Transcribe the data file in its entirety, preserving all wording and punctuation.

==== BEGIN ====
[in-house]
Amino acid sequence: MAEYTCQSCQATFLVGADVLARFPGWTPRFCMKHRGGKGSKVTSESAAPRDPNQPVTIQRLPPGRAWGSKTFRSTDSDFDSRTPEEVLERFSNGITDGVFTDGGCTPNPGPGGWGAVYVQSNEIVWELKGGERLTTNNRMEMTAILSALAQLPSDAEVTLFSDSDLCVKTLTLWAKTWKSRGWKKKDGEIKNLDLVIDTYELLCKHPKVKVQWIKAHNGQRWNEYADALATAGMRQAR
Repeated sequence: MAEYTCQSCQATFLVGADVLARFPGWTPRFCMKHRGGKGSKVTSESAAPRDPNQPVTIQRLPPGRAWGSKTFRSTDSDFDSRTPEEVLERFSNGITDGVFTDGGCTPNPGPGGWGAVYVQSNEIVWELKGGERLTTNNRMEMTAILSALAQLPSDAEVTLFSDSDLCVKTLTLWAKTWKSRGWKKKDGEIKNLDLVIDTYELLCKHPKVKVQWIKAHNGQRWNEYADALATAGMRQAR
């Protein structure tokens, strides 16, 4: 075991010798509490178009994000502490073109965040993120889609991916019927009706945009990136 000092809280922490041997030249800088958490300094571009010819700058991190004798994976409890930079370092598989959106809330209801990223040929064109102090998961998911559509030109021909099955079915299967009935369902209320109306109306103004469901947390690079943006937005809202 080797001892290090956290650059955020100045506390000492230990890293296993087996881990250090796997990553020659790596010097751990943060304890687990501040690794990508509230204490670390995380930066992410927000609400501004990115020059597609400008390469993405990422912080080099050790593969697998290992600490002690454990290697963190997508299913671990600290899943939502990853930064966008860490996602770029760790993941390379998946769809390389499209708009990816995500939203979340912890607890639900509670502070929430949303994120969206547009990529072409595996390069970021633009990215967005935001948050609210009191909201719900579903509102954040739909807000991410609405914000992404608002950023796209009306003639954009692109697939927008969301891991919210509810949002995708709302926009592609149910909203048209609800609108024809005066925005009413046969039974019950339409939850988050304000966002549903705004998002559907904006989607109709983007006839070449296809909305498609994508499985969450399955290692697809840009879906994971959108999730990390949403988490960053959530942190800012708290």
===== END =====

[in-house]
Amino acid sequence: MAEYTCQSCQATFLVGADVLARFPGWTPRFCMKHRGGKGSKVTSESAAPRDPNQPVTIQRLPPGRAWGSKTFRSTDSDFDSRTPEEVLERFSNGITDGVFTDGGCTPNPGPGGWGAVYVQSNEIVWELKGGERLTTNNRMEMTAILSALAQLPSDAEVTLFSDSDLCVKTLTLWAKTWKSRGWKKKDGEIKNLDLVIDTYELLCKHPKVKVQWIKAHNGQRWNEYADALATAGMRQAR
Repeated sequence: MAEYTCQSCQATFLVGADVLARFPGWTPRFCMKHRGGKGSKVTSESAAPRDPNQPVTIQRLPPGRAWGSKTFRSTDSDFDSRTPEEVLERFSNGITDGVFTDGGCTPNPGPGGWGAVYVQSNEIVWELKGGERLTTNNRMEMTAILSALAQLPSDAEVTLFSDSDLCVKTLTLWAKTWKSRGWKKKDGEIKNLDLVIDTYELLCKHPKVKVQWIKAHNGQRWNEYADALATAGMRQAR
């Protein structure tokens, strides 16, 4: 075991010798509490178009994000502490073109965040993120889609991916019927009706945009990136 000092809280922490041997030249800088958490300094571009010819700058991190004798994976409890930079370092598989959106809330209801990223040929064109102090998961998911559509030109021909099955079915299967009935369902209320109306109306103004469901947390690079943006937005809202 080797001892290090956290650059955020100045506390000492230990890293296993087996881990250090796997990553020659790596010097751990943060304890687990501040690794990508509230204490670390995380930066992410927000609400501004990115020059597609400008390469993405990422912080080099050790593969697998290992600490002690454990290697963190997508299913671990600290899943939502990853930064966008860490996602770029760790993941390379998946769809390389499209708009990816995500939203979340912890607890639900509670502070929430949303994120969206547009990529072409595996390069970021633009990215967005935001948050609210009191909201719900579903509102954040739909807000991410609405914000992404608002950023796209009306003639954009692109697939927008969301891991919210509810949002995708709302926009592609149910909203048209609800609108024809005066925005009413046969039974019950339409939850988050304000966002549903705004998002559907904006989607109709983007006839070449296809909305498609994508499985969450399955290692697809840009879906994971959108999730990390949403988490960053959530942190800012708290």